KimTierney_picWhen we are feeling painful or uncomfortable emotions, the last thing we tend to want to do is to confront them. We want to run away from them, find distractions, bury them deep down until they “go away.”

Enduring our emotions is tough, yet it is freeing. Your emotional responses to situations do not leave your body or your mind without confrontation. The emotions we feel exist because they are adaptive to our existence, and that is the fundamental aspect to understand. Emotions warn us of what is going on around us. Fear, anxiety, depression, even. They all exist ultimately for our survival. Sometimes, these emotions can become seemingly out of control and overbearing, or occur out of context. It can be especially compelling to want to avoid them when they get to this point, and even more so in the case of specific phobias, anxiety disorders, and other emotional disorders. No matter what the case, the goal is to confront our emotions, not run away from them. Why? Because we can’t change or control our emotions, they are inevitably part of the human existence; but confronting them will teach us how to accept and live peacefully with them. Remember, we can’t control our emotions, but our emotions can control us, and that is when it can get out of hand.

Transform Fear Into Action ConceptJust like when we are experiencing positive emotions like happiness, we need to become mindful and present when we are experiencing uncomfortable emotions. What do you feel when you become incredibly anxious? Do you feel a tingling sensation? An uneasy feeling in your stomach? Is it almost crippling? That energy does not leave your body by suppressing it, or finding distractions. Distractions are just another form of avoidance. Just as we can see in phobias, avoidance of the feared situation only reinforces the fear, creating more and more distress that carries on.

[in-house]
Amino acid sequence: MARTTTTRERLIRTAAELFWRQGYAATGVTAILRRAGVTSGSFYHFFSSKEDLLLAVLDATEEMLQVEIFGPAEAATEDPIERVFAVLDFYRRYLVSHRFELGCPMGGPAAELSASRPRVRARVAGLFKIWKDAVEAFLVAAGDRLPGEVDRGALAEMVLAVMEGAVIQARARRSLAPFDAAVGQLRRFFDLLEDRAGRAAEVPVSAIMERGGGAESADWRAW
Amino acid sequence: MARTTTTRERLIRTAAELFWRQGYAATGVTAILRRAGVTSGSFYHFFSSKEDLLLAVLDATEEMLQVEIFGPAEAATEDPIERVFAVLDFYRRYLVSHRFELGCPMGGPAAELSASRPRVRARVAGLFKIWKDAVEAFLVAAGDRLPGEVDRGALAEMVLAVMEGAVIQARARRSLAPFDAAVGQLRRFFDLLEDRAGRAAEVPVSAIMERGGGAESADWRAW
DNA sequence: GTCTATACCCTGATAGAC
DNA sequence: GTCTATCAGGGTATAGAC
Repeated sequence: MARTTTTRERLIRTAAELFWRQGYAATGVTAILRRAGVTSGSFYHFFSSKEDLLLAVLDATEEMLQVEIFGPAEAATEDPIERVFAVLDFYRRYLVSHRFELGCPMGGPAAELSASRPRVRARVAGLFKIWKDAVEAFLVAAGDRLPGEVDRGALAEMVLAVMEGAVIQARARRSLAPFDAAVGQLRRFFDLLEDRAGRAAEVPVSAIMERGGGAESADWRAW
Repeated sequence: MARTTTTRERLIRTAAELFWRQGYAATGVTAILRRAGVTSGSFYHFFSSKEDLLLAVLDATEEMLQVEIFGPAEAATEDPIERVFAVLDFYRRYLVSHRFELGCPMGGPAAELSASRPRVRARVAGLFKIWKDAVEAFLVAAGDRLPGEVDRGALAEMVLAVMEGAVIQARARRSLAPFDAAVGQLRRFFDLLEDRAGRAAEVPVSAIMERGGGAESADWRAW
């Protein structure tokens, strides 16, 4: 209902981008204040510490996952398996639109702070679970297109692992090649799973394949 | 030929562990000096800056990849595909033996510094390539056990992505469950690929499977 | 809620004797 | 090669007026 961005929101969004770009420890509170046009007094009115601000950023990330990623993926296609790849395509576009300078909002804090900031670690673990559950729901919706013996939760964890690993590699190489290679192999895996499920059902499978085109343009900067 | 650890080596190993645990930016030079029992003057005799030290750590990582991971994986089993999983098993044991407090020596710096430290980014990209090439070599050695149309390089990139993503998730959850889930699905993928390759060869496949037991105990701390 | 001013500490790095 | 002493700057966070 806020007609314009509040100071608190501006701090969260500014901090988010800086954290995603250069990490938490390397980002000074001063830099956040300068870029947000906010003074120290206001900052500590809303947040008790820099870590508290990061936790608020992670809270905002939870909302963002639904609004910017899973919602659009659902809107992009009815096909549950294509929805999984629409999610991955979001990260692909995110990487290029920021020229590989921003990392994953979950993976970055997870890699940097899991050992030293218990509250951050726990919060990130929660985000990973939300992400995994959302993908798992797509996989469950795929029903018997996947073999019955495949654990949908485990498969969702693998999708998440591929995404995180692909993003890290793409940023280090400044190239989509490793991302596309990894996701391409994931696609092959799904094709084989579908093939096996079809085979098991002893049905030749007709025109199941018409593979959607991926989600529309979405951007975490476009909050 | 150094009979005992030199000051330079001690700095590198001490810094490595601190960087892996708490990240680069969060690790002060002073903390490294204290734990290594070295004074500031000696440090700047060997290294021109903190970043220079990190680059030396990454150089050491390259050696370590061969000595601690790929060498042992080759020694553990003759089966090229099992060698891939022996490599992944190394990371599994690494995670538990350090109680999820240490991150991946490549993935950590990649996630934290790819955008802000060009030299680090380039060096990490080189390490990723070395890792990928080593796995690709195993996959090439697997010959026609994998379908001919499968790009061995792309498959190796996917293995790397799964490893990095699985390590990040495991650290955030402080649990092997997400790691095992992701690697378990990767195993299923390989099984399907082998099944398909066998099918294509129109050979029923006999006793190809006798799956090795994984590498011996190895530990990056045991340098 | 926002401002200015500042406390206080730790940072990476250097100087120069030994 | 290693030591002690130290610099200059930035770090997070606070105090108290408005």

Your emotions influence your thoughts and behaviors, and we need to become mindful of all three of these. When you are experiencing an emotional experience, become an objective observer of your emotions. Stop and ask yourself: why am I feeling this way? What triggered this? What sensations am I feeling? Be honest with yourself. If you are feeling afraid or anxious, admit it to yourself, and then remind yourself that emotions are okay to feel. Feel your feelings as hard as you can, and focus on your breathing to ground you in the moment. That closing in feeling in your chest when you are anxious, the thought of “I need to get out of here.” Address those things, and accept that you are feeling them. With time, confronting these emotions will only become less and less scary.

Becoming mindful of our emotional experiences takes a lot of practice, and there is a lot to learn, but it comes down to three important steps:

  1. Understand. Ask yourself why you are feeling the way you are. What is happening in the environment around you that is causing this emotional response?
  2. Identify. Identify the emotions you are feeling in response to the trigger, and what physical sensations you might be feeling as well as thoughts you may have.
  3. Release. It actually takes a lot more work to stuff your emotions down than it does to release them. Release your emotions, of course in a way that is not hurtful to you or others. If you need to cry, cry.

With every emotional experience, concentrate on feeling your feelings and acknowledging all thoughts and emotions. The point of learning to manage anxieties and fears is not to eliminate those feelings from our lives, but to learn about them, expose ourselves to them, and learn to live peacefully with these emotions.


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